There are times when you need to create a “quick and dirty” solution to build a report. This blog will show you one way of using a few Azure products to accomplish that. This should not be viewed as a replacement for a data warehouse but rather as a way to quickly show a customer how to get value out of their data or if you need a one-time report or if you just want to see if certain data would be useful to move into your data warehouse.
Let’s look at a high-level architecture for building a report quickly using NCR data (restaurant data):
This solution has the restaurant data that is in on-prem SQL Server replicated to Azure SQL Database using transactional replication. Azure Data Factory is then used to copy the point-of-sale transactions logs in Azure SQL Database into Azure Data Lake Store. Then Azure Data Lake Analytics with U-SQL is used to transform/clean the data and store it back into Azure Data Lake Store. That data is then used in Power BI to create the reports and dashboards (business users can build the models in Power BI and the data can be refreshed multiple times during the day via the new incremental refresh). This is all done with Platform-as-a-Service products so there is nothing to setup and install and no VMs – just quickly and easily doing all the work via the Azure portal.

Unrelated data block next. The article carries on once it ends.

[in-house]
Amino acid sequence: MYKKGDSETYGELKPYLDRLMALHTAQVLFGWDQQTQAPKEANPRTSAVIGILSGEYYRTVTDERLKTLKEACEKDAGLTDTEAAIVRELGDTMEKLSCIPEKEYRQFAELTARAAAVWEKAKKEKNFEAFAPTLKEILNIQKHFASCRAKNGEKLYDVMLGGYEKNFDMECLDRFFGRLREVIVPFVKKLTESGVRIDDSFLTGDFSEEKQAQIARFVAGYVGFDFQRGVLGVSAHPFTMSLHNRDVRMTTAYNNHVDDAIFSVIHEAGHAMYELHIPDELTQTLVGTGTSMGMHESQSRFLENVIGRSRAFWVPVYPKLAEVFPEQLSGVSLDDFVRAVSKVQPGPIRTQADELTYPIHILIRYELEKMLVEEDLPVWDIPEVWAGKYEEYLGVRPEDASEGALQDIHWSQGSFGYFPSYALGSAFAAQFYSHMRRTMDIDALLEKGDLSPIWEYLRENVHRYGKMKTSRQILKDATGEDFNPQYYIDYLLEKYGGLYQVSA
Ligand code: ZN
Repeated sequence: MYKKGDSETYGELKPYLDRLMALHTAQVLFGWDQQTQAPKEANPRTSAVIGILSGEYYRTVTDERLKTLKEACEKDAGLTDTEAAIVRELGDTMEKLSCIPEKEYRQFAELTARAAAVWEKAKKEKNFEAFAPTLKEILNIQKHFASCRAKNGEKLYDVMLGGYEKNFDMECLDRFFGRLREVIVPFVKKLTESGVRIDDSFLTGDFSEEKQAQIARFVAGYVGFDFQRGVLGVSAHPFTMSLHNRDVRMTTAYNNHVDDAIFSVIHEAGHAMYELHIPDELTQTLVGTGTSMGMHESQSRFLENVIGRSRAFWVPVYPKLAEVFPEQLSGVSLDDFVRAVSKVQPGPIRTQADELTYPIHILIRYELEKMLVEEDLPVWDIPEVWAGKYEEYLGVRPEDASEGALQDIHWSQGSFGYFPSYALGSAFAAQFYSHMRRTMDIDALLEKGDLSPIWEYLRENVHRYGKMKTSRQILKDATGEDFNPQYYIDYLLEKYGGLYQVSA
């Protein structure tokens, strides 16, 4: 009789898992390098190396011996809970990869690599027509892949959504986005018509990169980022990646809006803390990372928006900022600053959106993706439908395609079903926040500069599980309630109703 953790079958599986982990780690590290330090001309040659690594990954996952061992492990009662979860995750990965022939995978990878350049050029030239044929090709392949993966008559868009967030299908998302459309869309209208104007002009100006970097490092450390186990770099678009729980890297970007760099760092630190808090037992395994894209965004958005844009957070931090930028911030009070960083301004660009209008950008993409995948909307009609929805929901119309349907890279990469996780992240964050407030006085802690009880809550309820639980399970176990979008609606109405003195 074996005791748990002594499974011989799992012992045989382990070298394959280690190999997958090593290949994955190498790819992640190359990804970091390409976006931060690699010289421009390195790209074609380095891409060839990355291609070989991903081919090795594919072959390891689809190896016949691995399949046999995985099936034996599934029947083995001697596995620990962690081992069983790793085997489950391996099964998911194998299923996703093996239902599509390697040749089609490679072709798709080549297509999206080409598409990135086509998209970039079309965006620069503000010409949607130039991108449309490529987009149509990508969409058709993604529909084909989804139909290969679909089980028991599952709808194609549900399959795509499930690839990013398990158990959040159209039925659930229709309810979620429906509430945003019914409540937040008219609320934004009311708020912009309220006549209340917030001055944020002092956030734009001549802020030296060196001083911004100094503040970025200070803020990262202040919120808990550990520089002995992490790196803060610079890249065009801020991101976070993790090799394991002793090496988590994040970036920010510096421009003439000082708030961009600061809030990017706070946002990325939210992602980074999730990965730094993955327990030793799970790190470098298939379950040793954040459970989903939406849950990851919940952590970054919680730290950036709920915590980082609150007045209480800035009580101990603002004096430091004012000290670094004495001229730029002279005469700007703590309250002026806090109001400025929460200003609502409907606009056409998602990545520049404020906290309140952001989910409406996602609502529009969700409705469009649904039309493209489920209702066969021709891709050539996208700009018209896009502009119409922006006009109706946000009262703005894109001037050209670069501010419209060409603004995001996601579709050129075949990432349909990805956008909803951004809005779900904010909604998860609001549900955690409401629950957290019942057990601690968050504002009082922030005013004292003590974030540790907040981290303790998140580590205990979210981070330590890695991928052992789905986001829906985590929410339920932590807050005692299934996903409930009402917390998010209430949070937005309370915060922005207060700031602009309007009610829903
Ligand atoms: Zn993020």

This solution is inexpensive since there is no need for the more expensive services like Azure SQL Data Warehouse or Azure Analysis Services, and Azure Data Lake Analytics is a job service that you only pay for when the query runs (where you specify the account units to use).
Some things to keep in mind with a solution like this:
- Power BI has been called “reporting crack” because once a business user is exposed to it they want more. And this solution gives them their first taste
- This solution should have a very limited scope – it’s more like a proof-of-concept and should be a short-term solution
- It takes the approach of ELT instead of ETL in that data is loaded into Azure Data Lake Store and then converted using the power of Azure Data Lake Analytics instead of it being transformed during the move from the source system to the data lake like you usually do when using SSIS
- This limits the data model building to one person using it for themselves or a department verses have multiple people build models for an enterprise solution using Azure Analysis Services
- This results in quick value but sacrifices an enterprise solution that includes performance, data governance, data history, referential integrity, security, and master data management. Also, you will not be able to use tools that need to work against a relational format
- This solution will normally require a power user to develop reports since it’s working against a data lake instead of a easier-to-use relational model or a tabular model
An even better way to get value of of data quickly is with another product that is in preview called Common Data Service for Analytics. More on this in my next blog.